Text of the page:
Tobacco firm loses legal battle

Image caption Lawyers for Imperial Tobacco, claim rules on the sale of goods in Scotland are reserved to Westminster

A leading tobacco company has lost a legal fight to stop Scottish Parliament legislation banning the display of tobacco products in shops.

Lawyers for Imperial Tobacco claimed the regulations on the sale of goods in Scotland were reserved to Westminster.

But judge Lord Bracadale dismissed the company's case at the Court of Session in Edinburgh.

The legislation, which comes into force next autumn, also includes a ban on cigarette vending machines in Scotland.

MSPs passed the Tobacco & Primary Medical Services (Scotland) Act in January this year.

Similar legislation is being introduced in England and Wales, and Lord Bracadale was told it was the intention to bring the measures into force at the same time.

'Legislative competence'

Imperial Tobacco argued that measures in the Scottish legislation related to matters reserved to the Westminster parliament.

It also claimed the laws would alter the freedom of trade provisions in the 1707 Act of Union between Scotland and England.

Imperial Tobacco said that the purpose of the legislation was to create offences over displaying cigarettes and using vending machines in order to regulate the sale and supply of goods to consumers, which was a reserved matter.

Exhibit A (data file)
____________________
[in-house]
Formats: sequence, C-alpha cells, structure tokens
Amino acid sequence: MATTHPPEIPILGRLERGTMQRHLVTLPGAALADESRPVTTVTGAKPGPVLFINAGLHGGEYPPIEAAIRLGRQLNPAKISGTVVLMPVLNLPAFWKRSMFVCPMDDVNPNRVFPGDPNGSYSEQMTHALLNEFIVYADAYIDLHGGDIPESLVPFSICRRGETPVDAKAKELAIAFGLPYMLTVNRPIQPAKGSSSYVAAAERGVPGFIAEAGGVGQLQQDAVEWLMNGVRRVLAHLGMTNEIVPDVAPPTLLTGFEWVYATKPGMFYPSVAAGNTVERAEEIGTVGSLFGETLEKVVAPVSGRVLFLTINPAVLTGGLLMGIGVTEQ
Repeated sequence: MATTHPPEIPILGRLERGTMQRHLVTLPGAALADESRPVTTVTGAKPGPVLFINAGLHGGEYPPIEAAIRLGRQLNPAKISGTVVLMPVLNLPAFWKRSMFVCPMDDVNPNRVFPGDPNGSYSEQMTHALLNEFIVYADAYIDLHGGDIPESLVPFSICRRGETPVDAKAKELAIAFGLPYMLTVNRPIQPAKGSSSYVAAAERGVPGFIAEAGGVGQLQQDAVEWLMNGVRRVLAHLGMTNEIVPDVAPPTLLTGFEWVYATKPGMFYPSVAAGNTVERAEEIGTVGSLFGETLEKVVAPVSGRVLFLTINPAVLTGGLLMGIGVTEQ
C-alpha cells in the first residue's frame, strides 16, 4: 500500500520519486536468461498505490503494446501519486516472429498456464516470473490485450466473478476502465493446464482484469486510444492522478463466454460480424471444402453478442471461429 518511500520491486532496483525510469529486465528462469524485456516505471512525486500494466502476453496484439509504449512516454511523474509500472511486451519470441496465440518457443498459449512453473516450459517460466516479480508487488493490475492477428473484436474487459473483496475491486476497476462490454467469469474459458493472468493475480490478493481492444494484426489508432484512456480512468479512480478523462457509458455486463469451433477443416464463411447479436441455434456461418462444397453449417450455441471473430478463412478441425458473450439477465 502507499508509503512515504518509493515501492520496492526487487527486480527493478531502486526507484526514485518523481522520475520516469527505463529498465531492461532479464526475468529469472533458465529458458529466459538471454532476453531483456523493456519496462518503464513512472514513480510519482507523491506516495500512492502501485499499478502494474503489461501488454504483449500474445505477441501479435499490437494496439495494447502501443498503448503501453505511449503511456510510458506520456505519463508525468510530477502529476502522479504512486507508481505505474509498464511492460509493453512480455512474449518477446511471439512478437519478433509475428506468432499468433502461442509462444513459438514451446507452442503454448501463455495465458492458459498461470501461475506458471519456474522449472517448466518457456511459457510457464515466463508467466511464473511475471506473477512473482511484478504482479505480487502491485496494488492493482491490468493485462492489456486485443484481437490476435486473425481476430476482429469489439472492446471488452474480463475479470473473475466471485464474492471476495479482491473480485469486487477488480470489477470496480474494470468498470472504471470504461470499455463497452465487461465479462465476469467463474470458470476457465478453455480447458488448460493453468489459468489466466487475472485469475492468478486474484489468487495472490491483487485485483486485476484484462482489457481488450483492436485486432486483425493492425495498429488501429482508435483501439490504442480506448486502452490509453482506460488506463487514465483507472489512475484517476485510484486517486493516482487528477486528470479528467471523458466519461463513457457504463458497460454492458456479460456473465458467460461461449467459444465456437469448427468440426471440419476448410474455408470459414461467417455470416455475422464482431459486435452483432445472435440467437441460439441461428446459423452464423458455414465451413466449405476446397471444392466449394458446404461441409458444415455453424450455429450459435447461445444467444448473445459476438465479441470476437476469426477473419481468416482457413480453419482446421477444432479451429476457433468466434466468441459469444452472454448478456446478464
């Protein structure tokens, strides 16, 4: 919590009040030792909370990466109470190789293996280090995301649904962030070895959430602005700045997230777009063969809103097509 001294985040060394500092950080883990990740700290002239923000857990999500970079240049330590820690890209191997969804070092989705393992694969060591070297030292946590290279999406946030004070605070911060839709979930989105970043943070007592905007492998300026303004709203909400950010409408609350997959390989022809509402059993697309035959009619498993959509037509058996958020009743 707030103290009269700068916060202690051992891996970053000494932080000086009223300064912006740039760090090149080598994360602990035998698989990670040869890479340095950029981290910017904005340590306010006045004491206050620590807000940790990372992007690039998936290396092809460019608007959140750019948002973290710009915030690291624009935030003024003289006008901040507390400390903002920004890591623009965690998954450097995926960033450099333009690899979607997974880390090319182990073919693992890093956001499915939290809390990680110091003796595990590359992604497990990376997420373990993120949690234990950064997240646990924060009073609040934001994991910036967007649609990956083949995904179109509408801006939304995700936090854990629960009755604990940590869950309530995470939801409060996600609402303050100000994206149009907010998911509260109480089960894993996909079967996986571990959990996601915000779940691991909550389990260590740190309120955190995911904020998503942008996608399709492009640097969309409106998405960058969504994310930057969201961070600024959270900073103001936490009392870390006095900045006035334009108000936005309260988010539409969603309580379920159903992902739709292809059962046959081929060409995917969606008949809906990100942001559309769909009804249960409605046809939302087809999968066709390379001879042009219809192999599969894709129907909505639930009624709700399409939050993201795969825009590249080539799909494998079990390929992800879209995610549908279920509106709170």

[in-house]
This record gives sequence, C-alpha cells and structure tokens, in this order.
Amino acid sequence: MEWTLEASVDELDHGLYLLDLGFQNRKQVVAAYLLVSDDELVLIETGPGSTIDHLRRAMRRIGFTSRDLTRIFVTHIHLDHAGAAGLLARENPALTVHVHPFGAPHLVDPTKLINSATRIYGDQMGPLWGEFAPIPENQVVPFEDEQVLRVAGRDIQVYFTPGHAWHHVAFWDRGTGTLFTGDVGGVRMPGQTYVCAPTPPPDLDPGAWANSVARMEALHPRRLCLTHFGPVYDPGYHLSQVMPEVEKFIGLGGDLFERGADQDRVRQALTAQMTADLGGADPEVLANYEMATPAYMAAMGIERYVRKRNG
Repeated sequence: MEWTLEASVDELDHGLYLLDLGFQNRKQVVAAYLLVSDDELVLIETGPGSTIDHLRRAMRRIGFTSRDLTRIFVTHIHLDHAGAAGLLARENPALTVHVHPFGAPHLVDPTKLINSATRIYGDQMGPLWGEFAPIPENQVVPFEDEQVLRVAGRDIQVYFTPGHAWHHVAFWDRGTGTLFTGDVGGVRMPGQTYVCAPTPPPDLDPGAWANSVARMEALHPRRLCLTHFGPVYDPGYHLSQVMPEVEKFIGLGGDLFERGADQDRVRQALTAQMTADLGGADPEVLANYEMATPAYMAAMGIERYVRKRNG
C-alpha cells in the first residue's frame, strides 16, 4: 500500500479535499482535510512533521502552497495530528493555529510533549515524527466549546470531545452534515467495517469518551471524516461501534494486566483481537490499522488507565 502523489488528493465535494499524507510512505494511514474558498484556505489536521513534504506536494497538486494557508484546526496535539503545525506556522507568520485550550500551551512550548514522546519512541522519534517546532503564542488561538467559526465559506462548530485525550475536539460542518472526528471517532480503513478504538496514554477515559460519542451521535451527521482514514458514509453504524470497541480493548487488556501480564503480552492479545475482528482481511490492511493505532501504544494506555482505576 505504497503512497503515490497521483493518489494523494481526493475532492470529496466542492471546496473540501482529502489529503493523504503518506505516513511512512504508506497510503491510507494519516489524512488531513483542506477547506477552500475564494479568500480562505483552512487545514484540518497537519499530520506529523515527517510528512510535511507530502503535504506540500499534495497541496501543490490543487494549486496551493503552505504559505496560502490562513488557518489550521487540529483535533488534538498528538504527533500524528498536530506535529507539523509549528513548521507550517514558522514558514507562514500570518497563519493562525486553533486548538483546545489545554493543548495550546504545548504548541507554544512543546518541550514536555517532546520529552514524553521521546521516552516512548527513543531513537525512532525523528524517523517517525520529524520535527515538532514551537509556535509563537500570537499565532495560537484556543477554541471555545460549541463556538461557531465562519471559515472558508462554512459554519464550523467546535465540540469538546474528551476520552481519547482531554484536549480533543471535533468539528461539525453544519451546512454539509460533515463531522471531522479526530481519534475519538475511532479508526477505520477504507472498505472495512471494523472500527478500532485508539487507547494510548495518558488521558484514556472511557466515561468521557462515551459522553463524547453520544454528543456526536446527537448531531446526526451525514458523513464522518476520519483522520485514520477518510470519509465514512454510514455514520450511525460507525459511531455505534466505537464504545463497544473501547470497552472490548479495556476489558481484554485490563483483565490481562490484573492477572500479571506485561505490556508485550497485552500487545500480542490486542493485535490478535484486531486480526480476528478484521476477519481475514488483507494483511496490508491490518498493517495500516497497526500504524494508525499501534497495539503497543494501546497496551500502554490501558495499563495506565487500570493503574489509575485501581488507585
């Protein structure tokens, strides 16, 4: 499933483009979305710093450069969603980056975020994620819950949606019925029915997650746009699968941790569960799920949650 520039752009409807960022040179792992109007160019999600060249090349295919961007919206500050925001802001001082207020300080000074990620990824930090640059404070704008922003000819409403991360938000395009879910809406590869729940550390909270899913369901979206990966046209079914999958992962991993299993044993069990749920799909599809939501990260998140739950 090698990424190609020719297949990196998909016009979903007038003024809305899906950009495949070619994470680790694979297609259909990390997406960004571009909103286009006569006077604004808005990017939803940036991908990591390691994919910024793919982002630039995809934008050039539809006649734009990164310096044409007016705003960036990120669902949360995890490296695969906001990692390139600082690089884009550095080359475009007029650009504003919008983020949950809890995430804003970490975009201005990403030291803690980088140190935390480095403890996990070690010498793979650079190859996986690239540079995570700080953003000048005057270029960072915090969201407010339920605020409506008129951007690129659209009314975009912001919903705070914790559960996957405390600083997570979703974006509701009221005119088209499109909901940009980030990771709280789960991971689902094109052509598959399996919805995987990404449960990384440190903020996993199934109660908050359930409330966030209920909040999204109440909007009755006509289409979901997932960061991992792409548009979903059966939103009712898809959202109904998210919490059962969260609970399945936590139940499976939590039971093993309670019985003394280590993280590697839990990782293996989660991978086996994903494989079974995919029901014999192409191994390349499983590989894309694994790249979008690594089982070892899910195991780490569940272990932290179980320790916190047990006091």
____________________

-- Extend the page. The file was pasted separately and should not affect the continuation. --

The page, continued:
It also argued that consumer protection law covering the regulation of the sale and supply of goods was a matter for Westminster, although it was accepted that health and issues involving children and young people were for Holyrood.

Scotland's senior law officer, the Lord Advocate Elish Angiolini QC, contested the legal action.

She maintained that the purpose was the improvement of public health, especially for youngsters - which was within Holyrood's remit.

In his ruling, Lord Bracadale said none of Imperial Tobacco's challenges were well-founded.

He said that the new offence of displaying cigarettes in shops "does not prevent a sale being made, nor does it affect the terms of sale between the business selling tobacco products and the consumer purchasing them".

He said: "It is difficult to see how prohibiting the display at the point of sale can be said to relate to the regulation of the sale and supply of tobacco products to customers."

He added that any impact of the display ban and prohibition of vending machines on the regulation of sale and supply was "indirect".

The judge said a review of background materials, documents and parliamentary debates "points very strongly towards identifying the purpose of the sections of the 2010 act as being to reduce smoking of tobacco among children and young persons and thereby improve public health in the long-term.

"That purpose would not relate to a reserved matter."

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